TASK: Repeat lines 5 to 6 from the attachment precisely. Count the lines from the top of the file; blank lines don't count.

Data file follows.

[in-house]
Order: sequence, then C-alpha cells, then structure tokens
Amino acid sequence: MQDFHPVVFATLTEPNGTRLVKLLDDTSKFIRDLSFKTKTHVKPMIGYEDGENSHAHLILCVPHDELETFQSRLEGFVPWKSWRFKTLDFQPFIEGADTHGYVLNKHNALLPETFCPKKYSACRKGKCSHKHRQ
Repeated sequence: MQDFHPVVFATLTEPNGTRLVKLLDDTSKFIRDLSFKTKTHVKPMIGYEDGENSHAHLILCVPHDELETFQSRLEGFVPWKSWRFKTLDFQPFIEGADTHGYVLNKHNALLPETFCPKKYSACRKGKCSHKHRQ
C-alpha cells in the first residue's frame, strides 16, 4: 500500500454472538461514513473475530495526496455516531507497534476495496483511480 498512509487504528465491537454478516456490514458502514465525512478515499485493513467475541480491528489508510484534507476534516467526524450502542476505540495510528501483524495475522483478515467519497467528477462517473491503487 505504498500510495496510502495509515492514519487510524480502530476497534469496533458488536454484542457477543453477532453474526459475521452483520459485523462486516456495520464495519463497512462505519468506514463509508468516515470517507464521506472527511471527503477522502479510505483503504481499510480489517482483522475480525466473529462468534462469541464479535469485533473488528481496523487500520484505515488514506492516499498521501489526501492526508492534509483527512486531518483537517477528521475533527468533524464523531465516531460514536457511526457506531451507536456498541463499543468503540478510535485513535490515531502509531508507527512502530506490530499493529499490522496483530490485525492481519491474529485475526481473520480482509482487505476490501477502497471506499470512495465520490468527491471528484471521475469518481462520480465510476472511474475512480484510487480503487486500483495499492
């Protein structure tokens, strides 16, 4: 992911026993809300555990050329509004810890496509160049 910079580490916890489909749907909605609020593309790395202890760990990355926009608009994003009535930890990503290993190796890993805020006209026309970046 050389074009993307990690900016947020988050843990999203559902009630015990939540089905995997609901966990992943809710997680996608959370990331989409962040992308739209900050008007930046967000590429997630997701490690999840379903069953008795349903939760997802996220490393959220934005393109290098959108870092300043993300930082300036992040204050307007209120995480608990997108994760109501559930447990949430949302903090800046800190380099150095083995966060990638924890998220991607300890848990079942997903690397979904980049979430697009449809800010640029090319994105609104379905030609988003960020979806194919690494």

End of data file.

C-alpha cells in the first residue's frame, strides 16, 4: 500500500454472538461514513473475530495526496455516531507497534476495496483511480 498512509487504528465491537454478516456490514458502514465525512478515499485493513467475541480491528489508510484534507476534516467526524450502542476505540495510528501483524495475522483478515467519497467528477462517473491503487 505504498500510495496510502495509515492514519487510524480502530476497534469496533458488536454484542457477543453477532453474526459475521452483520459485523462486516456495520464495519463497512462505519468506514463509508468516515470517507464521506472527511471527503477522502479510505483503504481499510480489517482483522475480525466473529462468534462469541464479535469485533473488528481496523487500520484505515488514506492516499498521501489526501492526508492534509483527512486531518483537517477528521475533527468533524464523531465516531460514536457511526457506531451507536456498541463499543468503540478510535485513535490515531502509531508507527512502530506490530499493529499490522496483530490485525492481519491474529485475526481473520480482509482487505476490501477502497471506499470512495465520490468527491471528484471521475469518481462520480465510476472511474475512480484510487480503487486500483495499492
């Protein structure tokens, strides 16, 4: 992911026993809300555990050329509004810890496509160049 910079580490916890489909749907909605609020593309790395202890760990990355926009608009994003009535930890990503290993190796890993805020006209026309970046 050389074009993307990690900016947020988050843990999203559902009630015990939540089905995997609901966990992943809710997680996608959370990331989409962040992308739209900050008007930046967000590429997630997701490690999840379903069953008795349903939760997802996220490393959220934005393109290098959108870092300043993300930082300036992040204050307007209120995480608990997108994760109501559930447990949430949302903090800046800190380099150095083995966060990638924890998220991607300890848990079942997903690397979904980049979430697009449809800010640029090319994105609104379905030609988003960020979806194919690494």